The cover art for Midnight Marauders may have been its most important element. Sure, the songs on the album were a near perfect body of work. But before the music and the rhymes, the first thing potential buyers laid eyes on in stores was the album’s artwork filled with a cast of faces composed of a who’s who in rap at the time. That cover went on to become one of the most iconic ones in Hip-Hop, still easily recognizable over 20 years after its 1993 release.
One of the minds behind the cover was Nick Gamma, who was an art director at Jive Records at the time and still works in design today. Luckily, we were able to catch up with Nick to talk how an unforgettable piece of artwork came about, working side-by-side with A Tribe Called Quest, how the creation process went and his lasting impressions of Midnight Marauders, a project he had a hand in shaping, on the 20th anniversary of its release.
TSS: How did you start at Jive and what lead you to designing record covers for Tribe?
Nick Gamma: I originally found the job at my college’s job bank. That was in August of 1989. Jive had just started its own art department. They had been previously having their design done through the RCA art department, which they had a distribution deal with. I used to design, do mechanicals, shoot stats, spec type, sweep the floors, what ever they wanted me to do! This was all pre-computer. When I got there they were in the middle of designing the art work for People’s Instinctive Travels and The Paths of Rhythm and had just release the 12″ for “Description of a Fool.”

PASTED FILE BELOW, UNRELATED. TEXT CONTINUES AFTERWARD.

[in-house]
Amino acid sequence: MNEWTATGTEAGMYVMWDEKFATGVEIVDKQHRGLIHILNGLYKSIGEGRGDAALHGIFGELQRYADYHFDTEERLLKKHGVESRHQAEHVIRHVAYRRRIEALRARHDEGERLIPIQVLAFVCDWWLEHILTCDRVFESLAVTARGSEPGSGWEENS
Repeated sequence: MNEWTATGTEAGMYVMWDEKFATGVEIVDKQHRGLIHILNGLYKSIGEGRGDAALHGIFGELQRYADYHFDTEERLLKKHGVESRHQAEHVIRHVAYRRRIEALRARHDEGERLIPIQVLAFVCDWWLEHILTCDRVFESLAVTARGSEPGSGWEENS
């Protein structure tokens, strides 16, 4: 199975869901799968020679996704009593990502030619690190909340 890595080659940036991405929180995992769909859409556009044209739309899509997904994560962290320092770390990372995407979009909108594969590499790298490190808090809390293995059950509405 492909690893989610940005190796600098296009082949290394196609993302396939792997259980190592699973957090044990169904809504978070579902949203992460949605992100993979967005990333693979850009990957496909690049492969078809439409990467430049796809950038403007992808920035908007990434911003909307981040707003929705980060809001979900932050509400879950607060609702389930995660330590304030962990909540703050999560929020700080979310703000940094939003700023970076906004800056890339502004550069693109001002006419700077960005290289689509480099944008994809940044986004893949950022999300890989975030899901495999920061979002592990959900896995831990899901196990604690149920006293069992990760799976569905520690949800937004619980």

Since the art department for Jive was brand new, I was only the third person hired. The department was made up of Jean Kelly, Dave Scilken (who grew up with the Beastie Boys and designed The Source mag logo) and myself. For years, Jive had a policy of not giving out album credits to employees. Which was really messed up. Pleading our case the art department managed to get minimal credit. Since Jive was owned by the Zomba Recording Corporation, we were allowed to credit ourselves as ZombArt. Jean Kelly was ZombArt JK, Dave Scilken was ZombArt DMS and I (Nick Gamma) was ZombArt NG.
The very first Quest – which is how we referred to them at the label – project that I was involved with, was helping out Dave Scilken with the 12″ art for “Can I Kick It.” I didn’t really start designing any Quest art until The Low End Theory. That was when I was first asked to work on some lettering for the cover. I ended up doing all of the lettering for the album, front, back and liner notes. After that album blew up, it then became known as the Quest font, so I was asked to apply the lettering to the Midnight Marauders cover.